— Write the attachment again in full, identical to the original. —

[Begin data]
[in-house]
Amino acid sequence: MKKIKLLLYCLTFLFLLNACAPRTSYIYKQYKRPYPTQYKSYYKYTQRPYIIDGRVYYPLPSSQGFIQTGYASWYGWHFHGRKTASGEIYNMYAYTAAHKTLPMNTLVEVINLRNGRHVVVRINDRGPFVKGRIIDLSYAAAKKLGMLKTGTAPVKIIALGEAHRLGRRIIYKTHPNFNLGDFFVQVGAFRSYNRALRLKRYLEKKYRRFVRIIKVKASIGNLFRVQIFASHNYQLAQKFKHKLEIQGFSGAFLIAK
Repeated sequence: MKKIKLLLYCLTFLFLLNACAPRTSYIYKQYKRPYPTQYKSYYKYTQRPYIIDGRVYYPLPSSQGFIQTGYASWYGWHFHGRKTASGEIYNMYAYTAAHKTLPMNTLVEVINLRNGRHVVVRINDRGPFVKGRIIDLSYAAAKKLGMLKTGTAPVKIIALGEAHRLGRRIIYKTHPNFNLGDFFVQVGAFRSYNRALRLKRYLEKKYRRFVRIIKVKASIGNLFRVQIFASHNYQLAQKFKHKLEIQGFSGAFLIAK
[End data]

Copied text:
[in-house]
Amino acid sequence: MKKIKLLLYCLTFLFLLNACAPRTSYIYKQYKRPYPTQYKSYYKYTQRPYIIDGRVYYPLPSSQGFIQTGYASWYGWHFHGRKTASGEIYNMYAYTAAHKTLPMNTLVEVINLRNGRHVVVRINDRGPFVKGRIIDLSYAAAKKLGMLKTGTAPVKIIALGEAHRLGRRIIYKTHPNFNLGDFFVQVGAFRSYNRALRLKRYLEKKYRRFVRIIKVKASIGNLFRVQIFASHNYQLAQKFKHKLEIQGFSGAFLIAK
Repeated sequence: MKKIKLLLYCLTFLFLLNACAPRTSYIYKQYKRPYPTQYKSYYKYTQRPYIIDGRVYYPLPSSQGFIQTGYASWYGWHFHGRKTASGEIYNMYAYTAAHKTLPMNTLVEVINLRNGRHVVVRINDRGPFVKGRIIDLSYAAAKKLGMLKTGTAPVKIIALGEAHRLGRRIIYKTHPNFNLGDFFVQVGAFRSYNRALRLKRYLEKKYRRFVRIIKVKASIGNLFRVQIFASHNYQLAQKFKHKLEIQGFSGAFLIAK